FESSENDEN, N.D. — Johnny Zip Lawson, former sheriff of Wells County in central North Dakota, has entered a change of plea in his meth and bribery case.
The 42-year-old Lawson, who was facing two felony and three misdemeanor charges since his arrest last May 30, pleaded guilty to two misdemeanors on Thursday, Feb. 22, in the county seat of Fessenden as part of a plea agreement that calls for 30 days in jail.
A sentencing hearing is set for 11 a.m. on March 26 in Fessenden.
The agreement also included the dismissal of two felonies and one misdemeanor, leaving the former sheriff to face sentencing for only the those two remaining misdemeanors.
The two felony charges brought against Lawson were conspiracy to deliver a controlled substance-meth and bribery-official action. Both charges stemmed from Lawson's alleged involvement in illegal activities while serving as sheriff of Wells County. Additionally, Lawson was charged with three misdemeanor counts — making false reports to law enforcement or other security officials, public servant refusing to perform duty and ingesting a controlled substance.
Southeastern District Court Judge Daniel Narum rejected a plea deal in late October in which Lawson would plead guilty to a single misdemeanor in exchange for having two other misdemeanors and the more serious felony charges dropped. Lawson reversed his intention to plead guilty at that time and the case continued.
As part of the October proposed agreement Lawson would testify against Alexander Lail of New Rockford. Lail is alleged to have provided Lawson and others with meth. A Bureau of Criminal Investigation affidavit contains several references of Lawson failing to investigate multiple burglaries in Wells County, burglaries alleged to have been committed by persons known to Lawson.
"I don't believe this plea agreement serves justice," Narum told the court during the October hearing.
The plea agreement to which Narum agreed to Thursday in Fessenden called for a 30-day sentence with no requirement that Lawson testify against anyone else involved in related cases. With credit for five days served at the time of his arrest, which occurred in Bismarck, Lawson would have to serve another 25 days to fulfill his sentence.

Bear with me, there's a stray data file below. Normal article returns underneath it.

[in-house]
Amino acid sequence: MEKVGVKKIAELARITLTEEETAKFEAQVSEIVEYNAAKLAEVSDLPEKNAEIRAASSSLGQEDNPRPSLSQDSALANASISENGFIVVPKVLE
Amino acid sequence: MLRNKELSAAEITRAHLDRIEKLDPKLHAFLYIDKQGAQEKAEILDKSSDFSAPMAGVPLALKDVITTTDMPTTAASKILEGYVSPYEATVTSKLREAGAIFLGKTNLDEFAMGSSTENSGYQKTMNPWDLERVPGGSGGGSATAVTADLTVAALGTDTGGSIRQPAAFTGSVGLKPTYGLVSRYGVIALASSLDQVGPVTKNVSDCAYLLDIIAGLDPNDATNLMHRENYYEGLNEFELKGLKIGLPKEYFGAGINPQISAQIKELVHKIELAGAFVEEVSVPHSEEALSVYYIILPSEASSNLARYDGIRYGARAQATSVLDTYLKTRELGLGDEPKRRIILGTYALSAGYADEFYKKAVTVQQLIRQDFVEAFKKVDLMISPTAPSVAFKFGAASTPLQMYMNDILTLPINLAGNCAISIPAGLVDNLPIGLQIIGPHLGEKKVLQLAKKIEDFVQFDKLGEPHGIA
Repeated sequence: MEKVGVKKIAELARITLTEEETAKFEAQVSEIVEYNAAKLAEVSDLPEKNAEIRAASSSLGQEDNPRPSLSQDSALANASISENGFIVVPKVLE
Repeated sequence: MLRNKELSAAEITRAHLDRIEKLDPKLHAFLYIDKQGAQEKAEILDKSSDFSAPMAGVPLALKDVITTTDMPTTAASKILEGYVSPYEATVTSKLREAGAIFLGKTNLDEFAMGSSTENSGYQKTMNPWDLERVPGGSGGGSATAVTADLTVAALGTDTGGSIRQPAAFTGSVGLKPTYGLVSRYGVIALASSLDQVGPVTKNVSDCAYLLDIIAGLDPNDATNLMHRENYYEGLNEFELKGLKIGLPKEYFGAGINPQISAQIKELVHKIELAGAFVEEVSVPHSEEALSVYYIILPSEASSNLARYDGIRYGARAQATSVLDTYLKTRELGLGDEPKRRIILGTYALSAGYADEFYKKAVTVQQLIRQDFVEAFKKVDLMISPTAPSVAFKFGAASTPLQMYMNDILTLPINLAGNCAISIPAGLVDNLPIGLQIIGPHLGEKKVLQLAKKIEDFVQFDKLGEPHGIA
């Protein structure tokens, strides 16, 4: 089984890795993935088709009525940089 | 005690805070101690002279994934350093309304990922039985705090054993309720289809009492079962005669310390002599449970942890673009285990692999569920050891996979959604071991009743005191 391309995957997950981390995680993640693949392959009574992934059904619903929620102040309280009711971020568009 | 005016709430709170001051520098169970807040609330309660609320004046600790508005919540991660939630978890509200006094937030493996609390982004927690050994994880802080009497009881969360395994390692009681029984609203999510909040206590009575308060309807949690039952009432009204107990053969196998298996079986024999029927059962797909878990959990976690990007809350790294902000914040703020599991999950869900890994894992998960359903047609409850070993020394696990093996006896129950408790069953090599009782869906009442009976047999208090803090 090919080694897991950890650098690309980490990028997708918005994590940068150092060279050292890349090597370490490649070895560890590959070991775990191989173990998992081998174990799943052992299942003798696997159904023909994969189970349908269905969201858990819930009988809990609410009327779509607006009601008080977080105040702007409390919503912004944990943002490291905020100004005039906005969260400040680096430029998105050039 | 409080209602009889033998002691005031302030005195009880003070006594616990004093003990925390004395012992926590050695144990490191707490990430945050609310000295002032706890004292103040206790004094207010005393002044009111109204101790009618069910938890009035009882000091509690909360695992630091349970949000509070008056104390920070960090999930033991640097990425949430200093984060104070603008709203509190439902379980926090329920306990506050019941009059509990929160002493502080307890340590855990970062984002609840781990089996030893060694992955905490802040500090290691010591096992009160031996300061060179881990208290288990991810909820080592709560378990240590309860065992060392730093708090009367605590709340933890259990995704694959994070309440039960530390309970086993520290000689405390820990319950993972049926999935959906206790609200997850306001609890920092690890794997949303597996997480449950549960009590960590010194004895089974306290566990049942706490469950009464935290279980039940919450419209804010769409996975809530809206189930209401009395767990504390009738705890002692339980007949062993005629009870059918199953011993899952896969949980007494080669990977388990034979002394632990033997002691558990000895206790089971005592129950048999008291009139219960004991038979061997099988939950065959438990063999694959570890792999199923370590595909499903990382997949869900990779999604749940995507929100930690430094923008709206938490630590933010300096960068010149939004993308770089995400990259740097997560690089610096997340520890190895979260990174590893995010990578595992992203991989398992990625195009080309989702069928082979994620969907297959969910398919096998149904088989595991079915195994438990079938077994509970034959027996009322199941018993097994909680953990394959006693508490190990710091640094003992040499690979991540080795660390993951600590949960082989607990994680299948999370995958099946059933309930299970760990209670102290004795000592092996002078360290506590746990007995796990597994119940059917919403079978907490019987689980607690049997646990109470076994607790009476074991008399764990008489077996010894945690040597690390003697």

Kathleen Murray, Wells County state's attorney, told the judge, "We do not object to this agreement." Murray added that, if necessary, a subpoena could be issued to Lawson for the purpose of receiving testimony from him in the future.
Lawson's attorney, Peter Welte of the Vogel Law Firm in Grand Forks, expressed disappointment at the consideration of any jail sentence imposed on his client. He cited concerns for Lawson's safety should he be housed with other prisoners and suggested "home monitoring".
Furthermore, Welte noted Lawson's "lifetime of service as a law enforcement officer" and called "sentencing in this case beyond remarkable." He requested that two to three hours would be needed for presentations during the sentencing phase of the case.
When Narum asked Lawson how long he had been in law enforcement, Lawson replied, "since 2007" and added, "I have no criminal history."
Narum lifted a travel restriction that allowed Lawson to travel only within North Dakota, South Dakota and Montana. Lawson had been working in the oilfield in southwest North Dakota but, according to his attorney, lost that employment when he failed a clearance test conducted by the Bureau of Alcohol, Tobacco and Firearms.
Lawson was facing the possibility of up to 25 years in prison time had he been convicted of the most serious felony charges against him. Each of the three misdemeanor charges carried the possibility of one year in jail.
At the end of Thursday's court hearing Lawson told Narum, "Thank you for your kindness."